Let's Read A Song of Ice and Fire XVI

A Clash of Kings conclusion! 800-970!

Here it is. The end of the second book. I have an extra large update to commemorate the occasion, as well as some thoughts about the book as a whole and other bits and bobs as they come in.

I'm going to say, if Martin had wanted this to be a trilogy, this book wouldn't have made a bad midpoint. It's pivotal, and the last few chapters really put the excrement to the proverbial fan. A Game of Thrones was a large introduction, but this is where the story really starts. The distance the excrement gets flung by the fan, to belabor the metaphor, makes a trilogy pretty much impossible from the outset, leading us to our current predicament of wondering when things will wrap up. I'm glad for that, though.

Anyway, on to what happened and what I'm thinking about all of this. Enough viewpoint characters get enough chapters, however, that I'm going to go full on chapter-by-chapter so I don't have things get lost in the process. So let's begin with Theon.

Theon: Well, Asha Much-Cooler-Than-Theon Greyjoy is present here, so that's helpful. And Theon's nightmares don't seem to be pleasant. Fear of the dead is unbecoming. Except they're not really dead, and anyone with brains in their head (okay, only the reader and Theon really) knows that. Asha doesn't, and even she thinks Theon made a stupid decision. I mean, she's right about hostages. But that would only work if he had actually found them. Once again, covering his ass.

As a result of his capture of Winterfell and his idiocy regarding the Starks, Theon gets a group of reinforcements numbering ten. Ass. Nibbled. Big gain, that. He sends Reek off when Reek informs him he might be able to get two hundred more. Honestly, when I read this chapter, I too expected Reek to just bolt for it. That would have been the beginning of gnawing on Theon's ass. But the real bite hasn't happened yet.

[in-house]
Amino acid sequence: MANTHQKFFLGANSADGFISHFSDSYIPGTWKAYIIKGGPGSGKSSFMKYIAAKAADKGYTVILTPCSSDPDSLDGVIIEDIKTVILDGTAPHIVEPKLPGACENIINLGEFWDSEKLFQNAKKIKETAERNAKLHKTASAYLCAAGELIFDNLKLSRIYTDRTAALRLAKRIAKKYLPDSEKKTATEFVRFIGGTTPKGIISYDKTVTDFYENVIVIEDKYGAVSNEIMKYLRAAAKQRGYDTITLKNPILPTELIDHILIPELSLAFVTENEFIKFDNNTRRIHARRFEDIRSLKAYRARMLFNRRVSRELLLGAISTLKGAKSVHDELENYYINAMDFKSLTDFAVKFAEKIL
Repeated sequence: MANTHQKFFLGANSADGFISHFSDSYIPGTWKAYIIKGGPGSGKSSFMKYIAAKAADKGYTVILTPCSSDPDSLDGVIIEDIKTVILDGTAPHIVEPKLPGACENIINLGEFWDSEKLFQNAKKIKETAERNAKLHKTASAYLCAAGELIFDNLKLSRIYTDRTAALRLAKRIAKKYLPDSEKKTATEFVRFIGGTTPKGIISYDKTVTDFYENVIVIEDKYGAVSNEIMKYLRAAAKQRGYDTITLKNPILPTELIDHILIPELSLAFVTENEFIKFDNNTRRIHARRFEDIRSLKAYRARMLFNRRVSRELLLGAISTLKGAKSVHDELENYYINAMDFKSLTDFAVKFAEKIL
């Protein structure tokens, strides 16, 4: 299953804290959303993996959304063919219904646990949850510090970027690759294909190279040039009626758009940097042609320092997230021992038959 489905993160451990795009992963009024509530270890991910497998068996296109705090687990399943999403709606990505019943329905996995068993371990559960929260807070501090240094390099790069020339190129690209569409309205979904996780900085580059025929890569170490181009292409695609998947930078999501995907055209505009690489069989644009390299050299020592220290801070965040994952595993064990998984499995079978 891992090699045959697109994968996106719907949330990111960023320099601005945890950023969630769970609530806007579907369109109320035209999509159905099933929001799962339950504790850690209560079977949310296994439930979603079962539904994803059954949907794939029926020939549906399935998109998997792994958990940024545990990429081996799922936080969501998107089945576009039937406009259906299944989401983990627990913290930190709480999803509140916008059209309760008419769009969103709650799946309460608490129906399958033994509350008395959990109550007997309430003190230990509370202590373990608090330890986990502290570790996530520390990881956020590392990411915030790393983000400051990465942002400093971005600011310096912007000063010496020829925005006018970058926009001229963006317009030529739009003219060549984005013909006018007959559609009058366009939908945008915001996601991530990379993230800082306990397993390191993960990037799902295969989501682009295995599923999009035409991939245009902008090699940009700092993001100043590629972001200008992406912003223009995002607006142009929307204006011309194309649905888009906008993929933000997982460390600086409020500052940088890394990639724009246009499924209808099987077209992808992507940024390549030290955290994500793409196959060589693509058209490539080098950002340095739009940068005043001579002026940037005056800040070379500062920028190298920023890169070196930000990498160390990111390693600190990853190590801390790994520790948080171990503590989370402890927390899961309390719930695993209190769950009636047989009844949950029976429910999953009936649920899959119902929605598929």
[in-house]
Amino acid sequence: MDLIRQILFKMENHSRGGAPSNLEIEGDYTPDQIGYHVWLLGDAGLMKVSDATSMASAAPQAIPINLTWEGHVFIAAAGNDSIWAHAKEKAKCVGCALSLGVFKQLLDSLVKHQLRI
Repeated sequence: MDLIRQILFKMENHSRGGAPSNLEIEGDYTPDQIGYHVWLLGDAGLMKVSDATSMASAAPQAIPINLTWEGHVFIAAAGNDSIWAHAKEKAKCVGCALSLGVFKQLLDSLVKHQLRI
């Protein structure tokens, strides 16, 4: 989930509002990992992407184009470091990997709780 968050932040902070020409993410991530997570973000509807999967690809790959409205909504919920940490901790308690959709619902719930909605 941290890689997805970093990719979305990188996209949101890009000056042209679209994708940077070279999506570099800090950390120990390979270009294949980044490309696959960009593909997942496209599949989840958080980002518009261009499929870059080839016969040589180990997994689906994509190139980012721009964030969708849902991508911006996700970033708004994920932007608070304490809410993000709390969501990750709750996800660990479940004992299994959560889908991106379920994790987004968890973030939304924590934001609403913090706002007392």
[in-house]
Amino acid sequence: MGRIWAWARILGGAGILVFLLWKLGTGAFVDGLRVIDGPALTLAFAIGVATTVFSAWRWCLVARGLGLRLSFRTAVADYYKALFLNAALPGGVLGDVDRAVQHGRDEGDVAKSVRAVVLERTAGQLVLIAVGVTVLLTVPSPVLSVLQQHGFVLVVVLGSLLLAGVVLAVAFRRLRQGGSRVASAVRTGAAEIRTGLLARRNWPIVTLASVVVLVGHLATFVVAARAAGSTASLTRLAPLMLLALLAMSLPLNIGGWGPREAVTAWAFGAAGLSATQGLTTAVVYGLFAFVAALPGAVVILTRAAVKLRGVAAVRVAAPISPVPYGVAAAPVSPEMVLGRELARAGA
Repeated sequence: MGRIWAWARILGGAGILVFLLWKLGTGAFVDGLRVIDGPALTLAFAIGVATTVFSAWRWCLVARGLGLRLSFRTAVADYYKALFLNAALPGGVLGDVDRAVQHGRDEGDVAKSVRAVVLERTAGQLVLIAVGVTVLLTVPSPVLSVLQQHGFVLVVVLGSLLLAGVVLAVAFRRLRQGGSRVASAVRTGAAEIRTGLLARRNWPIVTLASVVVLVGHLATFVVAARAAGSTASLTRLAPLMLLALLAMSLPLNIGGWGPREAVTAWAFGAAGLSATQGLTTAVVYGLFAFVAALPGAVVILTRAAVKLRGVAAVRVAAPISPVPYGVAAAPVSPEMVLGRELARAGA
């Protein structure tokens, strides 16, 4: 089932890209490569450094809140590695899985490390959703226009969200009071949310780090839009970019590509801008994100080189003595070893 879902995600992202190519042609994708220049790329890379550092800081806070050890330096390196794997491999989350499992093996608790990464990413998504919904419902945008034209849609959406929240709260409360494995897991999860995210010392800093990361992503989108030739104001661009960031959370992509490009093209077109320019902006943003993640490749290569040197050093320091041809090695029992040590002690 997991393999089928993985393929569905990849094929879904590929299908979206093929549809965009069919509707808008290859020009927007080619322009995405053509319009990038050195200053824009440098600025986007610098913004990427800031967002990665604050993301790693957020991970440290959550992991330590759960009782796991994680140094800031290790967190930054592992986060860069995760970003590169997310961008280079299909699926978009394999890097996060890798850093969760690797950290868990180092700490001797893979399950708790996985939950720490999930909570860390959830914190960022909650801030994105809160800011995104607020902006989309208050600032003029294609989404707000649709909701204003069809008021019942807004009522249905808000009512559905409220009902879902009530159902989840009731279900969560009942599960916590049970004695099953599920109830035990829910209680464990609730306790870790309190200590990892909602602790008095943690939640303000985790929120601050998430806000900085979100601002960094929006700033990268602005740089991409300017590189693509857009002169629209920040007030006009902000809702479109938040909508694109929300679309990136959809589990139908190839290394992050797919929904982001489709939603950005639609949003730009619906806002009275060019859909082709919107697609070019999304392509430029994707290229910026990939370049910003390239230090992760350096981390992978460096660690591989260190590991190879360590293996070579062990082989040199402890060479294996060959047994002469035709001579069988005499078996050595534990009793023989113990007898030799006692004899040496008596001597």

Also, the reader gets clued in to the fact of Bran and Rickon's survival. Good time to relieve that tension for the reader, at least.

Sansa: Our Lady of Stark has a brief chapter here where the main point is to get her in the same room as Cersei for the duration of the battle. There's some prayer, and that's all well and good. There's some seeing the menfolk off to fight, and that's fine too – Joffrey has Sansa kiss his sword, so we get our not terribly amusing phallic moment out of the way too. Sansa's much more interesting when she's talking to Cersei – they disagree so fundamentally. "No true knights," Sansa says at the end of the chapter, would ever harm women and children. How little Sansa has learned from existing in these books that the stories about true knights and the actions they perform do not line up one at all.

Davos: Alas, we must bid goodbye to our good Onion Knight. I liked this guy. I thought he would be part of bringing Stannis down, what with what he had seen of Melisandre. Speaking of, her being left behind seems like a small detail here, but was very clearly important in a few chapters later on. She stays behind, where the bastards are – my theory feels good right now


Davos leads the charge for the fleet of King Stannis, and it is pretty much wrecked. Tyrion was smart – he gave up the pitiful little fleet Joffrey had and used it instead for wildfire kamikaze attacks. Good use of the fleet, honestly.